Slave Baby

Many members of the Charleston music community were upset and took to social media after local record label Hearts & Plugs posted a racially offensive photo on their Instagram page Sept. 19.

The photo, which was intended to promote a show at The Commodore featuring two of the label’s bands, included a caricature drawing of an African-American infant with a chain attached to its leg. Next to the drawing were the words “Slave Baby,” meant to be a play on the band Brave Baby’s name.

Anjali Naik, an activist who is also known by her musical name Diaspoura, was one of the first to call attention to the issue, tweeting a screen shot of the post and asking that “someone police this!!!”

Naik and others have also pointed out that it was particularly insulting because of The Commodore’s history.

“A venue which previously held significant history to Charleston as a tour stop for Jazz and R&B legends; the very soul of Black culture,” hip hop artist Benjamin Starr wrote in a Facebook post.

“There is a level of numbness, and disgust, that one can’t help but feel.”

The photo has since been taken down, and Hearts & Plugs issued an apology on their Facebook page Thursday.

“I have made a mistake for which I am deeply sorry, and I want to apologize to those I have offended,” Hearts & Plugs founder Dan McCurry said in the post.

“On Monday I posted an image that I did not perceive to be potentially insulting – when the offensive nature of it was pointed out to me, I immediately took it down.... As someone who identifies as being a progressive, this misjudgment on my part cuts to my core. It was never my intent to cause harm or promote an oppressive culture.”

However, several people close to the Charleston music scene were not completely satisfied with McCurry’s apology.

“If you were progressive you would have realized your artists were using a very old racist image to promote a very white event,” one Facebook user responded in a comment. “There were so many levels of opportunity to realize this was not right.”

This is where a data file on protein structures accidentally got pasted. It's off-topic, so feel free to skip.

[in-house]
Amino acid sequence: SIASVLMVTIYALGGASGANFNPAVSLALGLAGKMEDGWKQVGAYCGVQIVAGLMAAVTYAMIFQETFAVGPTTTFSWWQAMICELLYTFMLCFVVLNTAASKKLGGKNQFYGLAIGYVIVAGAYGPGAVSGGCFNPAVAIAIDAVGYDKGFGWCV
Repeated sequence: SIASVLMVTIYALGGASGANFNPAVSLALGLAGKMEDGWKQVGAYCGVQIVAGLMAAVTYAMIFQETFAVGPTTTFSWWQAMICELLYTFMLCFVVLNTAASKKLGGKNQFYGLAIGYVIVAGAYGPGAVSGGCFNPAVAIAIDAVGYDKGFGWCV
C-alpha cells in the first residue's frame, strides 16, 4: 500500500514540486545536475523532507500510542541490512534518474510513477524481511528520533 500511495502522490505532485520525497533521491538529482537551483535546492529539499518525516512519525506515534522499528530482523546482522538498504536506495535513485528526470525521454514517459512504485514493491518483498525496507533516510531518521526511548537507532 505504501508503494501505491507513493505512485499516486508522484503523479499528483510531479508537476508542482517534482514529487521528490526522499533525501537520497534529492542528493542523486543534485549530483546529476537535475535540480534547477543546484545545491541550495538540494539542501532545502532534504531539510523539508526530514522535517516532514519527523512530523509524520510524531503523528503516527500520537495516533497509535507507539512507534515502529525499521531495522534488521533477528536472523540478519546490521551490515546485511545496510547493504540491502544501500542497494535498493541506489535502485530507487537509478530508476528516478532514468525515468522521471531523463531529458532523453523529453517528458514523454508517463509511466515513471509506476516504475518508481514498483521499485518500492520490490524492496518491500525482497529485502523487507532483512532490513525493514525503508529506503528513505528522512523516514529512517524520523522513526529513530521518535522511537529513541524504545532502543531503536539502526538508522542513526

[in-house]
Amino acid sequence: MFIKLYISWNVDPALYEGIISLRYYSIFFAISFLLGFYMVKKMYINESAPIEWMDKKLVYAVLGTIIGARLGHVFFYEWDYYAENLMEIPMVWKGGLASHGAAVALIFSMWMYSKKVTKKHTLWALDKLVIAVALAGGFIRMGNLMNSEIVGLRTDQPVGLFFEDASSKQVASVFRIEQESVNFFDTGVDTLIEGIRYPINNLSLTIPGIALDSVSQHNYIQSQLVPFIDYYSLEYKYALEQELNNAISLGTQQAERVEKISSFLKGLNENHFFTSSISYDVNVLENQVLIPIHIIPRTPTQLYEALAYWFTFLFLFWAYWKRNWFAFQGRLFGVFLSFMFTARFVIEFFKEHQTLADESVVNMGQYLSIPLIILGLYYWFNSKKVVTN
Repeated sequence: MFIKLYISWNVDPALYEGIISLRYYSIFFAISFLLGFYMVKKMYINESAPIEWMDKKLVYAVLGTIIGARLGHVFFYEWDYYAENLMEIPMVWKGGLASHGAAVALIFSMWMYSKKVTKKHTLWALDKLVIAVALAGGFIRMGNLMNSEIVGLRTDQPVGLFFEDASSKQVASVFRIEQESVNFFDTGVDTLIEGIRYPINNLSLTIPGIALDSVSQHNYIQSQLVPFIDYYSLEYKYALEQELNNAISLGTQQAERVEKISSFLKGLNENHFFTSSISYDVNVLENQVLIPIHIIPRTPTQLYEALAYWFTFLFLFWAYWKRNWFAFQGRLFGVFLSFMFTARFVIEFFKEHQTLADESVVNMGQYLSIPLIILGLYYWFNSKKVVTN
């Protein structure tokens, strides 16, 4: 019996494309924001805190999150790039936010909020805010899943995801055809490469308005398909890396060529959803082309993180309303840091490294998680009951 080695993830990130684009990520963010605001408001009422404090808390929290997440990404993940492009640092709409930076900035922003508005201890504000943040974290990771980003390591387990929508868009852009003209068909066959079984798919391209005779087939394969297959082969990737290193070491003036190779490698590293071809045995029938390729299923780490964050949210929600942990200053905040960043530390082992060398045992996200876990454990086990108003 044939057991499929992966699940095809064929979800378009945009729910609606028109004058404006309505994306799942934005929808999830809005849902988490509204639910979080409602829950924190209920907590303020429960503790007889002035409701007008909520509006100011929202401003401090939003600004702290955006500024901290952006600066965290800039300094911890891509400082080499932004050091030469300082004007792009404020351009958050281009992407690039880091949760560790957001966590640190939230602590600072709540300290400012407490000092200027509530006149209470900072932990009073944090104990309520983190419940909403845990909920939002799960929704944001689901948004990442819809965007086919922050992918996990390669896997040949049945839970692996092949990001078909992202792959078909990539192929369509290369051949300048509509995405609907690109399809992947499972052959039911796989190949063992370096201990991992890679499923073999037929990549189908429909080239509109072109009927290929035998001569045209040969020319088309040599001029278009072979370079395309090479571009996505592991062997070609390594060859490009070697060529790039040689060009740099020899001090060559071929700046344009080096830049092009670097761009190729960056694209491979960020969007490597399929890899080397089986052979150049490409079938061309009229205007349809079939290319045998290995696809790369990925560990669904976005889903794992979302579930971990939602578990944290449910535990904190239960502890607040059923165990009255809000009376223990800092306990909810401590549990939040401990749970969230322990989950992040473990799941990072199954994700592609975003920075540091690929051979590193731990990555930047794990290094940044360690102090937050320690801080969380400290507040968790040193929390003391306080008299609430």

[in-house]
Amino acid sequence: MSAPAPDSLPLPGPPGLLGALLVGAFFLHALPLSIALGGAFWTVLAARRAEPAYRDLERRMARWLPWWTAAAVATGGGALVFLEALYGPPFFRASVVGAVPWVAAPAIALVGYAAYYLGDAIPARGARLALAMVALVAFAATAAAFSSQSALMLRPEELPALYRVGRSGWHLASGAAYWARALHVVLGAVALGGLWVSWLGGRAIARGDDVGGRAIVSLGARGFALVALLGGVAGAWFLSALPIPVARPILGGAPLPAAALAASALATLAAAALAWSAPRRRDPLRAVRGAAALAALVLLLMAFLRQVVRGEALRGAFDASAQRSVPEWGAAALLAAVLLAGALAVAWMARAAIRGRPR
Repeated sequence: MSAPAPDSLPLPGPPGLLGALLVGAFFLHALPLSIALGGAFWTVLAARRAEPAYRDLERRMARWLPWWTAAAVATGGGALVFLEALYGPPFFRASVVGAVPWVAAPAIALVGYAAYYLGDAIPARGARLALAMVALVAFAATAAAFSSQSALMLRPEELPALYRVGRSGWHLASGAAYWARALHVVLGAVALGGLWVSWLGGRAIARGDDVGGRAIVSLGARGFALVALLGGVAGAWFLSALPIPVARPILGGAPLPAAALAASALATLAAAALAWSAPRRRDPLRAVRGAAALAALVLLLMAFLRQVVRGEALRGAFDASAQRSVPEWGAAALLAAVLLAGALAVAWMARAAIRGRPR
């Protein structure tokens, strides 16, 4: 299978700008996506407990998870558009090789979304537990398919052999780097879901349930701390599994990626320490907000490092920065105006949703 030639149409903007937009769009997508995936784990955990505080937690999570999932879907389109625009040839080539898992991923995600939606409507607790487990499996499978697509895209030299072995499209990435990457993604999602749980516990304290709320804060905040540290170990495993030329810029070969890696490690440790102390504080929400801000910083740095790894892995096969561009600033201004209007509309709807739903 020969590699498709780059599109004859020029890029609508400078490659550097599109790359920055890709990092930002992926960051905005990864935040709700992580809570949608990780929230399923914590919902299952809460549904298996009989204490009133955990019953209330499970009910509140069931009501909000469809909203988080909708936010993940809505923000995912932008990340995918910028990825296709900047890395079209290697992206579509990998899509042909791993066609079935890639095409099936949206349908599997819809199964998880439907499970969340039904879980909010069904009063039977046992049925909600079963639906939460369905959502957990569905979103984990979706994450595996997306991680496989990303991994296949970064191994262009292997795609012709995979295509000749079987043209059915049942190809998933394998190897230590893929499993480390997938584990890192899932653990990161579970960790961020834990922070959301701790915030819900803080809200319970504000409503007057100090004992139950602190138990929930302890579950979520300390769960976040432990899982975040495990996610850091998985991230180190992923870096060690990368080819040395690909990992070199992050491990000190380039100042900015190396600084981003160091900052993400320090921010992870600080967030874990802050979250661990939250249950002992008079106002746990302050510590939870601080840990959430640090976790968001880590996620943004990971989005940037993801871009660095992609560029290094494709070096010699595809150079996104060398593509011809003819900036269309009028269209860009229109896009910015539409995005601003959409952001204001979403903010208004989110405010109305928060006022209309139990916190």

Though McCurry takes responsibility for posting the picture on Instagram, the person who drew the “slave baby” has not come forward.

Now a group close to the music community including Naik, members of the Very Hypnotic Soul Band and Charles Carmody of Charleston Music Hall are planning a public forum to discuss what the incident means for Charleston.

“We don’t intend for this to be what might be considered a typical public forum,” the group said in a statement over email.

“While the community response here shouldn’t be sensationalized, it has to be brutally honest about the fact that this isn’t an isolated incident.”

Details about the event’s location, time and date will be announced later. The group wants to make sure that the forum includes a broad range of community members, and they can’t set the date until they are able to meet with everyone.

“We want to make sure that we are facilitating dialogue that isn’t insular, since that type of thinking is a big part of the problem to begin with.”

Follow Brooks Brunson on Twitter @readthebrooks or ​reach her at 843-937-5433.

Engagement Editor

Brooks Brunson has served as The Post and Courier's Engagement Editor since May 2018. She started at P&C in 2014 and has held several positions in the newsroom since, briefly leaving in 2017 for a stint as a Digital Editor with The Virginian-Pilot.